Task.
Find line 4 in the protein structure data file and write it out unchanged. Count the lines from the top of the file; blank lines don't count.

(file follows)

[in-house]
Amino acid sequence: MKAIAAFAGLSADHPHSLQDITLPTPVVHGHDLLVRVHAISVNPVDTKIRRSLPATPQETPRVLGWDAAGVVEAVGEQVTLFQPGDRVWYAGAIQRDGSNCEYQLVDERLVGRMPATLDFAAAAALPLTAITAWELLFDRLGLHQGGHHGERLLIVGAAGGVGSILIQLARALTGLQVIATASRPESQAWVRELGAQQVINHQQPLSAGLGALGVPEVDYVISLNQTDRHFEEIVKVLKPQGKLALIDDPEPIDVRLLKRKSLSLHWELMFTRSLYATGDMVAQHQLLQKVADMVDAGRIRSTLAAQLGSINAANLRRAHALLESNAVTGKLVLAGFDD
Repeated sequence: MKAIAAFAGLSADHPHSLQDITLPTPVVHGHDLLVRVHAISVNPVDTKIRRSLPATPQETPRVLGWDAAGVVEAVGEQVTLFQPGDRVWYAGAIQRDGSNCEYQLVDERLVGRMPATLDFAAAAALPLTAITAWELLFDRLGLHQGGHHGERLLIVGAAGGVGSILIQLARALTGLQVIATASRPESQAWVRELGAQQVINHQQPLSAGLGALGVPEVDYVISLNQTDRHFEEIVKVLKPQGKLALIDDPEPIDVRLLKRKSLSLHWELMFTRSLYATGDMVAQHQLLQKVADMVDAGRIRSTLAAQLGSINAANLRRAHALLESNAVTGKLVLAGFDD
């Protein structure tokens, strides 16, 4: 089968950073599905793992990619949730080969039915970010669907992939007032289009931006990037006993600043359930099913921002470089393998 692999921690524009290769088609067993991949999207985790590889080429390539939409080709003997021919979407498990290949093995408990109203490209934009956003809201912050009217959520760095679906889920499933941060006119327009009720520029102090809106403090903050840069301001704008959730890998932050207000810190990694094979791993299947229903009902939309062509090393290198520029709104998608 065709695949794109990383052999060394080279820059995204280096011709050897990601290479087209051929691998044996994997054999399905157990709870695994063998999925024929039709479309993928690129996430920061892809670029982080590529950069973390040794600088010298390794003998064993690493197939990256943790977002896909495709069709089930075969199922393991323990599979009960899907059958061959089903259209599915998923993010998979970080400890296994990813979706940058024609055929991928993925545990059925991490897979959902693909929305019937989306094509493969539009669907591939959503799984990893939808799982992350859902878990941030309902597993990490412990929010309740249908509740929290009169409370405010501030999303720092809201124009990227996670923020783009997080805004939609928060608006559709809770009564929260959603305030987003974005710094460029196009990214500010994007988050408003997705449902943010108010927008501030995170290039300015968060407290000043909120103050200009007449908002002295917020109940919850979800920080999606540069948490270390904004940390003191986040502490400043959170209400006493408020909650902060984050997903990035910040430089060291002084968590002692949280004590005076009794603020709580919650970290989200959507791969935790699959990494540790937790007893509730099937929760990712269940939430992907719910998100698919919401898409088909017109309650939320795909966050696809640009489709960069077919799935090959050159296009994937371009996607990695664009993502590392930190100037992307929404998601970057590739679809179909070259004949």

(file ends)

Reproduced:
């Protein structure tokens, strides 16, 4: 089968950073599905793992990619949730080969039915970010669907992939007032289009931006990037006993600043359930099913921002470089393998 692999921690524009290769088609067993991949999207985790590889080429390539939409080709003997021919979407498990290949093995408990109203490209934009956003809201912050009217959520760095679906889920499933941060006119327009009720520029102090809106403090903050840069301001704008959730890998932050207000810190990694094979791993299947229903009902939309062509090393290198520029709104998608 065709695949794109990383052999060394080279820059995204280096011709050897990601290479087209051929691998044996994997054999399905157990709870695994063998999925024929039709479309993928690129996430920061892809670029982080590529950069973390040794600088010298390794003998064993690493197939990256943790977002896909495709069709089930075969199922393991323990599979009960899907059958061959089903259209599915998923993010998979970080400890296994990813979706940058024609055929991928993925545990059925991490897979959902693909929305019937989306094509493969539009669907591939959503799984990893939808799982992350859902878990941030309902597993990490412990929010309740249908509740929290009169409370405010501030999303720092809201124009990227996670923020783009997080805004939609928060608006559709809770009564929260959603305030987003974005710094460029196009990214500010994007988050408003997705449902943010108010927008501030995170290039300015968060407290000043909120103050200009007449908002002295917020109940919850979800920080999606540069948490270390904004940390003191986040502490400043959170209400006493408020909650902060984050997903990035910040430089060291002084968590002692949280004590005076009794603020709580919650970290989200959507791969935790699959990494540790937790007893509730099937929760990712269940939430992907719910998100698919919401898409088909017109309650939320795909966050696809640009489709960069077919799935090959050159296009994937371009996607990695664009993502590392930190100037992307929404998601970057590739679809179909070259004949």